Today would be my grandfather’s 121st birthday. It was his 21st birthday on 4th August 1914. A burden he carried for the rest of his life, since it was reported in the local press as an heroic co-incidence.

poppy field words

My grandfather – whom I don’t remember, was enlisted in the Territorial Force and transferred to India. He caught rheumatic fever and was transferred back to the United Kingdom. The rest of his platoon were also transferred. To the Western Front. They didn’t survive the horror. I understand my grandfather spent the rest of his life atoning for his ‘luck’, but his sense of guilt never left him, despite contributing and giving back to the community constantly.

On this day, it is important to remember the appalling suffering of the men that fought in the First World War. The waste of lives; the physical and mental scars that were left on those men; the impact it had on families and communities cannot be underestimated. It ruined a whole generation. It ruined communities. Men went from villages to the same regiment, so often whole families or the majority of the men from one community were killed. My father mentions this in his book “Village walks in Warwickshire”.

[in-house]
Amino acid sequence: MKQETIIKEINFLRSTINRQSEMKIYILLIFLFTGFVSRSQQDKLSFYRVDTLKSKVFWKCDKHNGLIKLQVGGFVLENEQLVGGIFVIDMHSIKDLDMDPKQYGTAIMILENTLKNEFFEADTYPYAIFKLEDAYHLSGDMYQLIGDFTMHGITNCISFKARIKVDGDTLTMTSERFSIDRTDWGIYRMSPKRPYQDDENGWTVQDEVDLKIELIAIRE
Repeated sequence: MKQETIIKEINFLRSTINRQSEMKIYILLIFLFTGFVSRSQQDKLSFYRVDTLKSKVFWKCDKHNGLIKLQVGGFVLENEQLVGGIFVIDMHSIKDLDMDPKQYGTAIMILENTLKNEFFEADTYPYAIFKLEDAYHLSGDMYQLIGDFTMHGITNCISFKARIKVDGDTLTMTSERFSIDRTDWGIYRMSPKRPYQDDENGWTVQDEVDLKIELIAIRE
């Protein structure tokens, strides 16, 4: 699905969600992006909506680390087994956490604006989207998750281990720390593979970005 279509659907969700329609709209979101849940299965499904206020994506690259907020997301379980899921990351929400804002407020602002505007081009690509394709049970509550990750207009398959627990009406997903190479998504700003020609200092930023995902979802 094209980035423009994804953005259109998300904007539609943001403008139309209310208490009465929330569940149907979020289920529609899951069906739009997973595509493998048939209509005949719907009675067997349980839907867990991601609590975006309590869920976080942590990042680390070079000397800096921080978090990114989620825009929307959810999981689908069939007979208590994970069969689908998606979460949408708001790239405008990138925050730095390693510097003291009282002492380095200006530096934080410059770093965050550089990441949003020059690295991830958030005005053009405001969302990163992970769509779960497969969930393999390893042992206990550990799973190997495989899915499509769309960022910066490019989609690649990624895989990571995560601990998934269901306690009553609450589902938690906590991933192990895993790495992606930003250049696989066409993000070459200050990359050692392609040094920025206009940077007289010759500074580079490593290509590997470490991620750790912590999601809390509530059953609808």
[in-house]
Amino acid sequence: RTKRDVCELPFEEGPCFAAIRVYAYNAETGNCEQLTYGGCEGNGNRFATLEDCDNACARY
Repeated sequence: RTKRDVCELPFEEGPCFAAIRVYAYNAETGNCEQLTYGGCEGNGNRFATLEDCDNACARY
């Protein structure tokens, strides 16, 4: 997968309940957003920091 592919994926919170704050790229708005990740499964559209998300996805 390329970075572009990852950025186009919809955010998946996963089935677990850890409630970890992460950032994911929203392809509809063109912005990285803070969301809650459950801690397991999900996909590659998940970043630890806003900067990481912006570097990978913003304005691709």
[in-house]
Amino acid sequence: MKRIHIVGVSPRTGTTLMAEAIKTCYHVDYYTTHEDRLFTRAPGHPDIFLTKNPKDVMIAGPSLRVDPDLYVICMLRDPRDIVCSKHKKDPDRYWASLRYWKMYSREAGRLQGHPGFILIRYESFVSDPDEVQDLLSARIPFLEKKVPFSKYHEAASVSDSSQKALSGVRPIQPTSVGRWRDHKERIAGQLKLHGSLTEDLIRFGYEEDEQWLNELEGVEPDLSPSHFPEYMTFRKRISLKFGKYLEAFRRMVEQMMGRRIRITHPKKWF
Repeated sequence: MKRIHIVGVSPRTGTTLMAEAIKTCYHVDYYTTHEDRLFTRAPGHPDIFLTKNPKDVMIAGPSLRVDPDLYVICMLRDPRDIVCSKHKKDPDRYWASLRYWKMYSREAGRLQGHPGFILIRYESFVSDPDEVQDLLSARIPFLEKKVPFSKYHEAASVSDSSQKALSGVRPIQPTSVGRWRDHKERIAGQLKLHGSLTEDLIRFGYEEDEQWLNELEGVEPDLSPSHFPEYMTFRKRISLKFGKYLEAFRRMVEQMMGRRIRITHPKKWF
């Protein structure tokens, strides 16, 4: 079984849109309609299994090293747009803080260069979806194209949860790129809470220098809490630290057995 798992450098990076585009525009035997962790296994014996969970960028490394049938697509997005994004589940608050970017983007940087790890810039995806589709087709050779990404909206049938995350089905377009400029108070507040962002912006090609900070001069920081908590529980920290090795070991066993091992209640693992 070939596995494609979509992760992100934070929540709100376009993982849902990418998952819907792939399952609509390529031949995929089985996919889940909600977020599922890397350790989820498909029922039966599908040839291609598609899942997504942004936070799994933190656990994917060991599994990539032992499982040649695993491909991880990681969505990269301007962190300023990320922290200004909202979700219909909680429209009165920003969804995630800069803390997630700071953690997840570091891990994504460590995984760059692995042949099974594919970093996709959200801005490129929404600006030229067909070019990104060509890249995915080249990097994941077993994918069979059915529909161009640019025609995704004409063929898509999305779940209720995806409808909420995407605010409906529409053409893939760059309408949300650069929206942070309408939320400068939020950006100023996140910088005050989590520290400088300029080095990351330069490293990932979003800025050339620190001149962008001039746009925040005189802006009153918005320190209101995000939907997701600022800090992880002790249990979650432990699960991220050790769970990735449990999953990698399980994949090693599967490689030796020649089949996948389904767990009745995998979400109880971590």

There is a War Memorial in the church at Ratley, a very small village near Stratford:

 Inside the church of Saint Peter ad Vincula is a plaque which displays the names of the 62 men who served in the armed forces in WW1. Of these 62 men, 16 were killed, illustrating the terrible carnage of that war. Interestingly, 17 of the 62 shared the surname ‘England’.

We must remember the suffering of war; the impact it makes on everyone’s lives. As British people, we often don’t talk about the horrors of war, and certainly my parents and grandparents didn’t discuss it; preferring to adopt a “Stiff upper lip”. At a time when the horrors of war are dominating the news headlines, is it not time to reflect the madness of war and come up with a better solution to conflict? We must not forget the errors of the generals in the first world war, or the suffering this caused.

The post Never forget appeared first on The Executive Voice Coach.

About the author

Susan Heaton Wright is a former opera singer who works with successful individuals and teams to make an impact with their voices and physical presence. Using her experience in using the voice and performing on stage, she works with people to improve their performances in a range of business situations; from meeting skills and on the telephone, to public speaking, presentations and appearing on the media.

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